If neither a seat belt nor a travel crate seems like a good option for your furry friend, you might consider using a pet hammock for car rides. One option is shown below. 

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If you opt to let your pet ride unrestrained in the car but want to keep him in the backseat or ensure he cannot fly through the front windshield in the event of a collision, consider using a backseat barrier. In addition to decreasing the chances that Rufus will go through the windshield in the event of an accident, a barrier like the one shown below prevents him from distracting you by jumping between the front and back of the car.

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If you have a small dog, one potential way to keep her safe and help her see out the window is a booster seat restraint like the one shown below.

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If your dog rides in the back of your car, make sure he is getting adequate air flow. A few other safety tips include:

  • Take frequent potty breaks.
  • Don’t feed your dog in a moving vehicle; pull over for meal times.
  • Bring water– portable water containers like the ones below are good for travel.

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Never leave your dog in the car, especially in extreme temperatures. Always leash your dog before opening the door or window to avoid his running away and getting lost. Taking a long walk before getting in the car to begin the trip can help your dog feel calmer during the drive, but if your dog is not used to car rides, you might want to take him on several short drives leading up to a long road trip.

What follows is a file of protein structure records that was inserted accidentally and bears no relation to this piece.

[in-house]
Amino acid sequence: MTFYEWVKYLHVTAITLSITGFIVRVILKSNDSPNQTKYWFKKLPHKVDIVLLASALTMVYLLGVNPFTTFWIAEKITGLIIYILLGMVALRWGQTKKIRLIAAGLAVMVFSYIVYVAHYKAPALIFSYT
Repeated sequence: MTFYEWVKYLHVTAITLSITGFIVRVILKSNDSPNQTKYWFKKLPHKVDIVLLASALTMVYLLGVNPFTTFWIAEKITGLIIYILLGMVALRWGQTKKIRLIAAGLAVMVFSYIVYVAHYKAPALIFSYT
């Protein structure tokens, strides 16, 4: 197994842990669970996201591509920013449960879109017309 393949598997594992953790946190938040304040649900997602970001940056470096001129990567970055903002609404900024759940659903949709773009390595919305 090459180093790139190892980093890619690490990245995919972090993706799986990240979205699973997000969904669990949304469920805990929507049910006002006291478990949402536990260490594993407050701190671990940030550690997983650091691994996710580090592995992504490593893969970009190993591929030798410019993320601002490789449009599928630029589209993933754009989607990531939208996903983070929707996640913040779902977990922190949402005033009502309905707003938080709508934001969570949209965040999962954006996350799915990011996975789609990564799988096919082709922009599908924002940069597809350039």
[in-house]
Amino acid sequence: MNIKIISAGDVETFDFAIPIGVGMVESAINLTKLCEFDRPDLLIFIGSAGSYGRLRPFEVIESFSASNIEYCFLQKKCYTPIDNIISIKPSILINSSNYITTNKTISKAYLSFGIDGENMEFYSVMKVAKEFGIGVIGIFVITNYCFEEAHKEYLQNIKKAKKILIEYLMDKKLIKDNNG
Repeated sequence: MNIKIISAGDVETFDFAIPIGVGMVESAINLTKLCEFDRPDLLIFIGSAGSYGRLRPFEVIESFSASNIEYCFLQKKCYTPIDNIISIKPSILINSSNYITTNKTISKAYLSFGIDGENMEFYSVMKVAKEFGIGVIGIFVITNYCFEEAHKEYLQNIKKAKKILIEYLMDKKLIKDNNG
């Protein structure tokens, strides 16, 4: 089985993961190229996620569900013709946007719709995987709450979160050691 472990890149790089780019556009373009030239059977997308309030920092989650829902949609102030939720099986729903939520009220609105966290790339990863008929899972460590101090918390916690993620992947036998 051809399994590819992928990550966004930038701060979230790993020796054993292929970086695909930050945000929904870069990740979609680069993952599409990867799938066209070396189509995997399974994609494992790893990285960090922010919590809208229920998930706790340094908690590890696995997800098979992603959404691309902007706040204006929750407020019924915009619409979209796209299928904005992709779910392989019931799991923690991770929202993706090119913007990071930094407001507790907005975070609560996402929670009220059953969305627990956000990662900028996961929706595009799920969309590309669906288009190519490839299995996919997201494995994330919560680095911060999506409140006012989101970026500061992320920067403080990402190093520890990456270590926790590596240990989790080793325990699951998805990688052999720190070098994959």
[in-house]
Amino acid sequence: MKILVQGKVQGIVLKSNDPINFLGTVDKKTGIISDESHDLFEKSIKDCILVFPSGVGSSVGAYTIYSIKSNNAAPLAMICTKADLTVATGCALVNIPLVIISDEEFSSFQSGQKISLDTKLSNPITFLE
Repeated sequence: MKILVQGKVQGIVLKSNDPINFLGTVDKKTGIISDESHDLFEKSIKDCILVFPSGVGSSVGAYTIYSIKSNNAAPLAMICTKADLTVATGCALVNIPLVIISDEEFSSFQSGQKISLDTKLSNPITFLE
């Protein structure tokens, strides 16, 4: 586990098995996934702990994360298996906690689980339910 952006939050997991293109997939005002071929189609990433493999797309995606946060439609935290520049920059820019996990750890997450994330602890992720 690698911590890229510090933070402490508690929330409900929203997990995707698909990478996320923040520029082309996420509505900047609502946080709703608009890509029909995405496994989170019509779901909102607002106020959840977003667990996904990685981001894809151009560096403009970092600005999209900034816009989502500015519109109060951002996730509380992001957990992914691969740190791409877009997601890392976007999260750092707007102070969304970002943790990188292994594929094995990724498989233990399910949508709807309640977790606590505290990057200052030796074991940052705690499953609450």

Finally, make sure your dog is microchipped and has updated tags that communicate your contact information. Should he manage to get free of the car and become lost, proper identification can increase the chances that you will be reunited with your beloved dog.

Travel Tips

If your dog is too large for plane or train travel, or you’d like an alternative for any other reason, consider joining Dog Travel Company. Founded in 2007, Dog Travel Company is a full-service, members-only dog travel club. You and your dog can join for an annual membership fee of $29.99. Any additional dogs are $5 and any additional people,  $10.

Benefits include:

  1. Your dog sits with you!
  2. All rides are in-cabin and crateless.
  3. Dogs of all sizes are welcome.
  4. Dog-friendly cruises are available.
  5. They offer help planning dog-friendly vacations.
  6. You gain access to dog-friendly venues of all kinds (rental cars, hotels, bed and breakfasts, etc.).
  7. You enjoy discounts on pet medications, pet insurance, and other pet products.
  8. You enjoy a discount on Fido Friendly Magazine.
Jack Rides Shotgun

Whether you travel on your own or with Dog Travel Company, your anxious canine travel companion might benefit from the calming treats shown below. Talk to your veterinarian before using any type of sedative on your dog prior to travel.

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Before You Go

Regardless of the transportation method you choose, make sure to prepare your dog for travel. Socialize him with people and dogs in unfamiliar or stressful situations (provided your dog is already well-mannered in familiar places and situations).  

Keep copies of up-to-date-vaccination records, and check on any equipment that might be required for your means of travel. This might include a muzzle, a hard- or soft-sided carrier, a leash, a harness, and a collar with proper identification. You’ll also want to make sure you bring things your dog loves. Bon voyage!

Helpful Sources